Hi, kids! Are you back for more? Okay then, let’s settle in for another weekly mix brought you by yours truly! This time, Mix Sixers, we’re going to explore a question that’s in almost every “Intro to Philosophy” class: “What is rock ‘n’ roll?” Wait. I meant to say that it’s a question that should be asked in every “Intro to Philosophy” class. Sorry. Let’s get started, okay?
Mos Def, “Rock-n-Roll”
This week’s mix started with the rapper/actor Mos Def. I bought Black on Both Sides when it came out in 1999 and have listened to it off and on since then. The other day I was just kind of flipping through my CDs to see what struck my fancy, and “Rock-n-Roll” just sort of happened. I haven’t listened to this CD in a couple of years, but I was pleased by the diverse styles he was able to throw into the mix. Then I started thinking about what makes rock ‘n’ roll, well, rock ‘n’ roll. And because this is a mix, my mind started to think about good segues from this song to the next (more on that in a moment). With Mos Def, he was definitely trying to stake out the “blackness” that informs music by promoting what he considers more authentic forms, and dissing those who have become successful by adopting those forms for themselves. So, the Rolling Stones don’t get any love, Elvis gets called soulless, and Korn gets waved away. Rock has always been known to piss people off by laying the smack down on cherished idols, so Mos Def is just upholding that tradition.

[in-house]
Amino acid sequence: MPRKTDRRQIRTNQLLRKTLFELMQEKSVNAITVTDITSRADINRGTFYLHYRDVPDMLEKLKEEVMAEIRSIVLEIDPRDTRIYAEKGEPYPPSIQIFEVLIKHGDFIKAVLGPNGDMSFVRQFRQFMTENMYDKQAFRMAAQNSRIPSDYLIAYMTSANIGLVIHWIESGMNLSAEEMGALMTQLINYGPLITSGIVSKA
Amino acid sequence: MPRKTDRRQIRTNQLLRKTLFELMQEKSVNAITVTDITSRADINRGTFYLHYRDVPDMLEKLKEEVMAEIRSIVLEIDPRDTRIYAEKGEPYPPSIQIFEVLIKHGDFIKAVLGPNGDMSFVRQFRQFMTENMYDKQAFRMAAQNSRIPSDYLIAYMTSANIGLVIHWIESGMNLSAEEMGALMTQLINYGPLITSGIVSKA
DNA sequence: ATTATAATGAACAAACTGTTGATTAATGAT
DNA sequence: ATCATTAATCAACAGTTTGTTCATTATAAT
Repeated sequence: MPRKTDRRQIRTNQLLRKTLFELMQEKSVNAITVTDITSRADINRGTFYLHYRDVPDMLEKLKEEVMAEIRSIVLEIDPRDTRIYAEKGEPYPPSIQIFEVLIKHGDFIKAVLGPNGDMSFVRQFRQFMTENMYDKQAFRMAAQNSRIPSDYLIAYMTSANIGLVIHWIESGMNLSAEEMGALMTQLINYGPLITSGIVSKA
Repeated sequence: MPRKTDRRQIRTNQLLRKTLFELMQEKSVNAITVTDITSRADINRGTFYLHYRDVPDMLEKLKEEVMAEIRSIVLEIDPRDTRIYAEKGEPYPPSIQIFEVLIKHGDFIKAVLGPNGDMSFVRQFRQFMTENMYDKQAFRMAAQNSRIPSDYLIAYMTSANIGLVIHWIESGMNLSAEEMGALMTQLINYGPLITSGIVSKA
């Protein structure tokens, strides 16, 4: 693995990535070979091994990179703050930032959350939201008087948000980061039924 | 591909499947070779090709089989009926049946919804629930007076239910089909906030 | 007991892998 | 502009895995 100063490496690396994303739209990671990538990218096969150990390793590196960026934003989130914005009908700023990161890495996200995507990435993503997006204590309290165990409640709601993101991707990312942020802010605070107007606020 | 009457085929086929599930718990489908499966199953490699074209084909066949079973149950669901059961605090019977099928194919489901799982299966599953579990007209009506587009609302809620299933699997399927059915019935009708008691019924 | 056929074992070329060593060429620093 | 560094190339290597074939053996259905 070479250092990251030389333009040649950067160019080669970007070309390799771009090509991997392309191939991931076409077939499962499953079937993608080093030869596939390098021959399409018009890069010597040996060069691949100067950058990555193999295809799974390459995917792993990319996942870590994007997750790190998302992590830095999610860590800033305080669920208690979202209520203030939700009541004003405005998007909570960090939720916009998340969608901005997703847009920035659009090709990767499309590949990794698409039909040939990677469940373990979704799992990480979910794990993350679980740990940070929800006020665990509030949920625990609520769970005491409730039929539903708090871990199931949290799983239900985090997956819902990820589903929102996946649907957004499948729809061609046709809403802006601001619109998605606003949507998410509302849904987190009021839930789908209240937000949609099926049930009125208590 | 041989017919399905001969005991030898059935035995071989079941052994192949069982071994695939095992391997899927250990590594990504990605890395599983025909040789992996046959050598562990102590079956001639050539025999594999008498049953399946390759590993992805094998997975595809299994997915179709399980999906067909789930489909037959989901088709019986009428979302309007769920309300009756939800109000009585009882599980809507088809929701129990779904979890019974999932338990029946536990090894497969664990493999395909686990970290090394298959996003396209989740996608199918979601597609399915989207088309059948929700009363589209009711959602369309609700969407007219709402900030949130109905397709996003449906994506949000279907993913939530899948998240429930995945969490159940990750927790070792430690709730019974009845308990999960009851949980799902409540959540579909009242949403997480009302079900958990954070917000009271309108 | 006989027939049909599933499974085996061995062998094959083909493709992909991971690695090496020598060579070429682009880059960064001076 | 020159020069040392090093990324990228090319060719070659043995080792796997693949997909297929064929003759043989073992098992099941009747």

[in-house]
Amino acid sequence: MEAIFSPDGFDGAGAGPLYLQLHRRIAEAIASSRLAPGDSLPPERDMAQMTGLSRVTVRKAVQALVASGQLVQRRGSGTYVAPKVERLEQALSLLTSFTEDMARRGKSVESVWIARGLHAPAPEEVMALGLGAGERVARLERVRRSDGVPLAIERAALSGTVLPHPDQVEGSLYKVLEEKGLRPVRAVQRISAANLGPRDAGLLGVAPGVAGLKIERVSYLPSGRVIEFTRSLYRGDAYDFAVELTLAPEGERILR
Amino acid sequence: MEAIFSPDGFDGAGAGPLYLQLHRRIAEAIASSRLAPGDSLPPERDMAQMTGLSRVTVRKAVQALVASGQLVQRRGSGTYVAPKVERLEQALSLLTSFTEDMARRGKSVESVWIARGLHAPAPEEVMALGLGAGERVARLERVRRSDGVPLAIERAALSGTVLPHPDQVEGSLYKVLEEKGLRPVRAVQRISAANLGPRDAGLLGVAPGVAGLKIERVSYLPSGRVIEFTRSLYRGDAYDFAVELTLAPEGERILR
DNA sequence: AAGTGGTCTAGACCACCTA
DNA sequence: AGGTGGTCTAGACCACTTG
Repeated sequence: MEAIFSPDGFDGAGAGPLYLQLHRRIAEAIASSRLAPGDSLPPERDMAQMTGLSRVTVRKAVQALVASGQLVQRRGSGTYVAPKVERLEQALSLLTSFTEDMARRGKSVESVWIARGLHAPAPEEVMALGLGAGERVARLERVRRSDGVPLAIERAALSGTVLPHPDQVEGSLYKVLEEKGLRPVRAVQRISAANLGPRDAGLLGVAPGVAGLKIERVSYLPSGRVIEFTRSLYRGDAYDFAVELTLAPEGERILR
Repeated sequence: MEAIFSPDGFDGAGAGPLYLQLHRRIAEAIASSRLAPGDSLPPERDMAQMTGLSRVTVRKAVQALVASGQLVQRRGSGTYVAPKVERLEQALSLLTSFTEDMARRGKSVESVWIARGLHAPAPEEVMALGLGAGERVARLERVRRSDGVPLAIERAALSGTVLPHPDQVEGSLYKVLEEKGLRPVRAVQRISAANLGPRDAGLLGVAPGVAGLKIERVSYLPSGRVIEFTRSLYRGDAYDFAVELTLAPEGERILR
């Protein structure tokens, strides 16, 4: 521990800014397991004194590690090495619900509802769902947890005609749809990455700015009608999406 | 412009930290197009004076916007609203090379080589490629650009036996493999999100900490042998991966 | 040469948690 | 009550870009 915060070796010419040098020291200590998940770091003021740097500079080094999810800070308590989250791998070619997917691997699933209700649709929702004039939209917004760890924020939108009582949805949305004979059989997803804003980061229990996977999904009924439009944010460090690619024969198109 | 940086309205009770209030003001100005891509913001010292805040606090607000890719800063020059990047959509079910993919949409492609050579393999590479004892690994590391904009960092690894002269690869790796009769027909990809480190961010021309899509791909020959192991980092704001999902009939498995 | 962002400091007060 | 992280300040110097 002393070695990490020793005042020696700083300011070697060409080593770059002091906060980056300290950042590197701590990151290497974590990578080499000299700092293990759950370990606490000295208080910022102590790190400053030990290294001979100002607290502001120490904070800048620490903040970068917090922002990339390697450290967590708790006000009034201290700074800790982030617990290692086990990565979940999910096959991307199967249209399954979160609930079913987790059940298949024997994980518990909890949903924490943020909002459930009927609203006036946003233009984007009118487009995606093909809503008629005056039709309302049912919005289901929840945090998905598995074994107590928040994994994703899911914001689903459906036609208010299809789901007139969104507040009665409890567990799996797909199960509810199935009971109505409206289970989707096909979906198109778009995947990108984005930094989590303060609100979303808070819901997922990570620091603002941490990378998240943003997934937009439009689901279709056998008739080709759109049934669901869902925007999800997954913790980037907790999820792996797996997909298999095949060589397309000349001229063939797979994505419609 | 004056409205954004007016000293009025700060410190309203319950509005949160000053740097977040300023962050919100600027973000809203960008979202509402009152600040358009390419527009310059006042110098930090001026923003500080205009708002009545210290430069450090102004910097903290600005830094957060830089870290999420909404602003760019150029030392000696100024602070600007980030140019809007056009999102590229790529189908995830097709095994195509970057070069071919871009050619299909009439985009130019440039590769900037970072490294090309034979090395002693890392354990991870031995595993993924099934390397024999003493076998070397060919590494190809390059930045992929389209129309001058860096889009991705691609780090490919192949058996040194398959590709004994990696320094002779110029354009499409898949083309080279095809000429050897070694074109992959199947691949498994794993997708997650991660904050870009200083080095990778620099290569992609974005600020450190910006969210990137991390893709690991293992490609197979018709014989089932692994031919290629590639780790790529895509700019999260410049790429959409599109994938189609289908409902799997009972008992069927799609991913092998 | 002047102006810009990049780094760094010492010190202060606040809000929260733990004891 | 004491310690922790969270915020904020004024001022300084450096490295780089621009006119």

Pretenders, “Bad Boys Get Spanked”
Transgressing norms is also rock ‘n’ roll. Let’s face it, for a long time the “norm” has been that men dominate the rock genre. Chrissie Hynde is not the first woman to play a guitar and rock it, but to me she is by far one of the most unapologetic ass kickers in the business. “Bad Boys Get Spanked” is great not only because of the furious rhythm, but also because she does one of the best rock screams since Roger Daltrey let it wail in “Won’t Get Fooled Again.”
David Bowie, “Don’t Bring Me Down”
Shifting identities? Well, Bowie’s got that one locked up, doesn’t he. However, while he’s known more for theatrics, this song may raise an eyebrow for its blues based form. I’m sure Mos Def would tack Bowie up there on his list of “fakers,” but I think Bowie really plays against type in this number with great success.
Love, “Seven and Seven Is”
If there’s a dictionary of proto-punk somewhere, Arthur Lee and Love have be on the first page. I mean, if you look at musical offerings in 1966, it would be difficult to find anything that is as weird (in the lyrical sense) or as kick ass (in the musical sense) during that year.
James Brown, “Get Up (I Feel Like Being A) Sex Machine”
What did you think the term “rock ‘n’ roll” meant, anyway? Washing clothes?
Ike and Tina Turner, “Proud Mary”
One of the things that makes this song so very rock ‘n’ roll is not only Tina’s “pull-out-all-the-stops” vocals, but the way in which the original form of the song is acknowledged and then kicked into high gear — taking it in a direction that one had never heard before. The effect is sublime because the song ceases to be a cover and really becomes their own.